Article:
Skip to main content

COVID-19 Resources

What people with cancer should know: https://www.cancer.gov/coronavirus

Guidance for cancer researchers: https://www.cancer.gov/coronavirus-researchers

Get the latest public health information from CDC: https://www.cdc.gov/coronavirus

Get the latest research information from NIH: https://www.covid19.nih.gov

Grant Details

Grant Number: 3R01CA225478-03S1 Interpret this number
Primary Investigator: Shariff-Marco, Salma
Organization: University Of California, San Francisco
Project Title: Elucidating Individual and Neighborhood Factors Associated with Nonalcoholic Fatty Liver Disease (NAFLD)
Fiscal Year: 2021


Abstract

Proposed Supplement Research Project: Elucidating individual and neighborhood factors associated with nonalcoholic fatty liver disease (NAFLD) Abstract: While overall cancer rates are declining in the United States (U.S.), liver cancer incidence has more than tripled in the last four decades, making it the fastest rising cancer in the U.S. Liver cancer mortality is the fifth and seventh leading causes of cancer death among men and women, respectively. Nonalcoholic fatty liver disease (NAFLD) affects about 30% of the U.S. adult population, has rapidly become a leading cause of chronic liver disease, and is increasingly recognized as an important risk factor for developing liver cancer. Identifying and mitigating exposure to potentially modifiable risk factors can reduce the morbidity and mortality related to long-term sequelae of NAFLD, including cirrhosis and liver cancer. Established risk factors for NAFLD include obesity, type 2 diabetes, older age, hypertension, dyslipidemia, and metabolic syndrome. Studies have suggested that neighborhood factors may be associated with NAFLD development and progression to liver cancer through insulin resistance and altered gut flora. However, no studies have examined the relationship between social and built environment attributes and NAFLD. We propose a prospective cohort study of approximately 2 million patients from three healthcare systems in California (UCSF Health System and San Francisco Health Network) and Hawaii (Kaiser Permanente Hawaii) to address these research gaps. Leveraging this racially/ethnically and socioeconomically diverse cohort, this proposed study will examine multilevel risk factors (social, behavioral, clinical, and neighborhood) associated with NAFLD, including identification of those with previously undiagnosed NAFLD. We will engage with the San Francisco Cancer Initiative (SFCAN), a local community partnership focused on reducing cancer burden in San Francisco, for interpretation and dissemination of results. Identifying individual- and neighborhood-level risk factors are relevant for future targeted interventions that will be critical to address these disparities.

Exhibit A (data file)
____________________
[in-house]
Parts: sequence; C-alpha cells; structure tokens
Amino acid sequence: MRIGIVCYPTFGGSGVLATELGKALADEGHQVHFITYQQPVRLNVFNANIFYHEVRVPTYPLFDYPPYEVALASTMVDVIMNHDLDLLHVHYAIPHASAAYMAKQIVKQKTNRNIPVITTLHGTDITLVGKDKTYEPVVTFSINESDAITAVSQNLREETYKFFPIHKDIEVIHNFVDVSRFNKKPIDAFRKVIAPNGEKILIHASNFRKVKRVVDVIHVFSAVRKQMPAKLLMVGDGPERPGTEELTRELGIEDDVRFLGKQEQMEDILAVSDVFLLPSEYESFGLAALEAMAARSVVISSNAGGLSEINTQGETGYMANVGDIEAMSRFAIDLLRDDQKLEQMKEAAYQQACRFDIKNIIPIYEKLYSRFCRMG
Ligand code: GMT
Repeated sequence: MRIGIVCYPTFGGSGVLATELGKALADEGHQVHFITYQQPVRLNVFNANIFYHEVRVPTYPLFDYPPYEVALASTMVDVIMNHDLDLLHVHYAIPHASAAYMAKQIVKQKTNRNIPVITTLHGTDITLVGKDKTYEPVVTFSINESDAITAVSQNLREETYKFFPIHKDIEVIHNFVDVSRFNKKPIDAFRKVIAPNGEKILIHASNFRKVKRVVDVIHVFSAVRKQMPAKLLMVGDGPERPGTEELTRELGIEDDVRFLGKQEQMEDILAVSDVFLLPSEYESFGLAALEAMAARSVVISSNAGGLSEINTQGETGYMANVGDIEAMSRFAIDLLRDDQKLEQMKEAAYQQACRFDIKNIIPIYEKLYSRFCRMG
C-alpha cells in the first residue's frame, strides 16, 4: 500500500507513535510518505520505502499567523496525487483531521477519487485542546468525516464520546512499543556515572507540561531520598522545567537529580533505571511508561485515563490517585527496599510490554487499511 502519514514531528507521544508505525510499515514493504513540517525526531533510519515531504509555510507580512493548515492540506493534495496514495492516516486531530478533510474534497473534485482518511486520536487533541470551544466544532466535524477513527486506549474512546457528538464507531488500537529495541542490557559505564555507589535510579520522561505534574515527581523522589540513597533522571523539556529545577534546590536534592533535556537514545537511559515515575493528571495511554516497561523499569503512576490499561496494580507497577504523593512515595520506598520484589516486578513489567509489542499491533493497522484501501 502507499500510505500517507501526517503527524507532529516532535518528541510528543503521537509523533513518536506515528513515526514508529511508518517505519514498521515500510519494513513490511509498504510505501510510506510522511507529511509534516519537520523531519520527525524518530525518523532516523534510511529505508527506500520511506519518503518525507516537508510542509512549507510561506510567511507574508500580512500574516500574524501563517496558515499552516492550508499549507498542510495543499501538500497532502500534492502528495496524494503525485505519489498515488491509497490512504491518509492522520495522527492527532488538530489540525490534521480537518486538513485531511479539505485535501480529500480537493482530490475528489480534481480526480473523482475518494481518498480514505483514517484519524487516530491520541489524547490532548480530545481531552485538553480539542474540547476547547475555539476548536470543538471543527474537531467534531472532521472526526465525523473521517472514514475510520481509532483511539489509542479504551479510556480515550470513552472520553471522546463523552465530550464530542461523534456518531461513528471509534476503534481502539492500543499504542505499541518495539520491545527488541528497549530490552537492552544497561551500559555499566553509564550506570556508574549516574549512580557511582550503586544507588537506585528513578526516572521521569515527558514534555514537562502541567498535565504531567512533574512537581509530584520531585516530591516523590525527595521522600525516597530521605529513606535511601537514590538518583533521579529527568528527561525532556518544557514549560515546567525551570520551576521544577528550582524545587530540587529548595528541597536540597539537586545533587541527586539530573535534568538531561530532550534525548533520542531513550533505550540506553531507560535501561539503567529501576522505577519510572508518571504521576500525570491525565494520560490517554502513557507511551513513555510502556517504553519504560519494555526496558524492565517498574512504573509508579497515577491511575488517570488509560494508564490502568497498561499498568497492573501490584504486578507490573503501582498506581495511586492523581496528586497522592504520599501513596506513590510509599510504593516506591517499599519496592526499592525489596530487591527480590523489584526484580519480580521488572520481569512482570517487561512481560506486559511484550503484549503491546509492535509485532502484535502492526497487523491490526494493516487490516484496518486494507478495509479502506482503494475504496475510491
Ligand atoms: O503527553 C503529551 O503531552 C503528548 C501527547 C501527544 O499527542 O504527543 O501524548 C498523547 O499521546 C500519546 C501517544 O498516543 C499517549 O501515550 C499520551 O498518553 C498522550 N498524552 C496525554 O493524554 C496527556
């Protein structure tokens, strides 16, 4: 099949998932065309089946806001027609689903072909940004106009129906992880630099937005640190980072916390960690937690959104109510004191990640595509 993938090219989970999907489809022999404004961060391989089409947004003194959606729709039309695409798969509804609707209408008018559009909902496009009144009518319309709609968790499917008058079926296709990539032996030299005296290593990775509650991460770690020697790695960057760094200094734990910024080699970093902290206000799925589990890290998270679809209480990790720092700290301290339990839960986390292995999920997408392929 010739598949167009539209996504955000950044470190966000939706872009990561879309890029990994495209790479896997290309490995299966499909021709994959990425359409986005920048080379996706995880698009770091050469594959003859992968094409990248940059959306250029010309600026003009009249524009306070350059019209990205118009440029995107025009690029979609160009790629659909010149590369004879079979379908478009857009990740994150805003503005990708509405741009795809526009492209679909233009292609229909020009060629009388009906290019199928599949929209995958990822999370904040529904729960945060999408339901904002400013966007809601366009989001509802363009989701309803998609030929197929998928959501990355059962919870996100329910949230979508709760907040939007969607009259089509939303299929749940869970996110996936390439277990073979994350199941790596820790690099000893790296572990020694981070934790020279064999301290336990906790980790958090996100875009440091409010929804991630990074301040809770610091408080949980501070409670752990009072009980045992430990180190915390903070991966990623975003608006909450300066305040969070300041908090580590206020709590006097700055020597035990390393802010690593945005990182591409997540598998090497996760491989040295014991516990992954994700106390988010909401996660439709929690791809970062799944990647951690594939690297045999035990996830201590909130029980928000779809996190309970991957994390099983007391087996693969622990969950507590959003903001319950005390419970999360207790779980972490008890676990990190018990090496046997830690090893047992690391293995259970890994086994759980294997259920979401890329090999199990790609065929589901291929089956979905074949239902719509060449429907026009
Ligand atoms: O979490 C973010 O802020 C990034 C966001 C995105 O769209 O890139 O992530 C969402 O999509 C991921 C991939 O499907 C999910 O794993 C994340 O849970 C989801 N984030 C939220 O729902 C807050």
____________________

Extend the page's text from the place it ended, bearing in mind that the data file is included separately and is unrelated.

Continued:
Publications


None. See parent grant details.


Back to Top